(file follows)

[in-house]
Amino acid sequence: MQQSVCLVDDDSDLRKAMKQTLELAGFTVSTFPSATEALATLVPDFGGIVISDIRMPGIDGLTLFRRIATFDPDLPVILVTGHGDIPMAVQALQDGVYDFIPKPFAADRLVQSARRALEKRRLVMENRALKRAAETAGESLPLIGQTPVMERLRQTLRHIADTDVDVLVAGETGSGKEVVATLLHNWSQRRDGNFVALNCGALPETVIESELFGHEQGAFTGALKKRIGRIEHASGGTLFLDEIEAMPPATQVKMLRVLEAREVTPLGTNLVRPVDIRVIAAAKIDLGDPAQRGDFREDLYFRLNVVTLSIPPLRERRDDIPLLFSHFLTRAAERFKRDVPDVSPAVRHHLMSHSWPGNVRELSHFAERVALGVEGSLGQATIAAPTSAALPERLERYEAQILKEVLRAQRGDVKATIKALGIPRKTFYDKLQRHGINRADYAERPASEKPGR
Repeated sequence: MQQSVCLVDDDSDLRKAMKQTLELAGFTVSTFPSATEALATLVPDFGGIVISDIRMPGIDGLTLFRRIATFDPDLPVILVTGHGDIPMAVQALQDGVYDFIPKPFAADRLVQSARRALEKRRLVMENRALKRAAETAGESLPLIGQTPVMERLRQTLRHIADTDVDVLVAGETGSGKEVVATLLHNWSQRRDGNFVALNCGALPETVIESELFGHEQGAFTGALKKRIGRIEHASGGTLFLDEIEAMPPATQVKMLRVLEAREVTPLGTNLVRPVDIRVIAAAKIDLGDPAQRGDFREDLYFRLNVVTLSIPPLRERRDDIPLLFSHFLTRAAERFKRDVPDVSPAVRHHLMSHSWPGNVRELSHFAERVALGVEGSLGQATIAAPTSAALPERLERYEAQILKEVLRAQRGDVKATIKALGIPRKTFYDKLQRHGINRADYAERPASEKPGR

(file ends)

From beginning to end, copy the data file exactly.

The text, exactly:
[in-house]
Amino acid sequence: MQQSVCLVDDDSDLRKAMKQTLELAGFTVSTFPSATEALATLVPDFGGIVISDIRMPGIDGLTLFRRIATFDPDLPVILVTGHGDIPMAVQALQDGVYDFIPKPFAADRLVQSARRALEKRRLVMENRALKRAAETAGESLPLIGQTPVMERLRQTLRHIADTDVDVLVAGETGSGKEVVATLLHNWSQRRDGNFVALNCGALPETVIESELFGHEQGAFTGALKKRIGRIEHASGGTLFLDEIEAMPPATQVKMLRVLEAREVTPLGTNLVRPVDIRVIAAAKIDLGDPAQRGDFREDLYFRLNVVTLSIPPLRERRDDIPLLFSHFLTRAAERFKRDVPDVSPAVRHHLMSHSWPGNVRELSHFAERVALGVEGSLGQATIAAPTSAALPERLERYEAQILKEVLRAQRGDVKATIKALGIPRKTFYDKLQRHGINRADYAERPASEKPGR
Repeated sequence: MQQSVCLVDDDSDLRKAMKQTLELAGFTVSTFPSATEALATLVPDFGGIVISDIRMPGIDGLTLFRRIATFDPDLPVILVTGHGDIPMAVQALQDGVYDFIPKPFAADRLVQSARRALEKRRLVMENRALKRAAETAGESLPLIGQTPVMERLRQTLRHIADTDVDVLVAGETGSGKEVVATLLHNWSQRRDGNFVALNCGALPETVIESELFGHEQGAFTGALKKRIGRIEHASGGTLFLDEIEAMPPATQVKMLRVLEAREVTPLGTNLVRPVDIRVIAAAKIDLGDPAQRGDFREDLYFRLNVVTLSIPPLRERRDDIPLLFSHFLTRAAERFKRDVPDVSPAVRHHLMSHSWPGNVRELSHFAERVALGVEGSLGQATIAAPTSAALPERLERYEAQILKEVLRAQRGDVKATIKALGIPRKTFYDKLQRHGINRADYAERPASEKPGR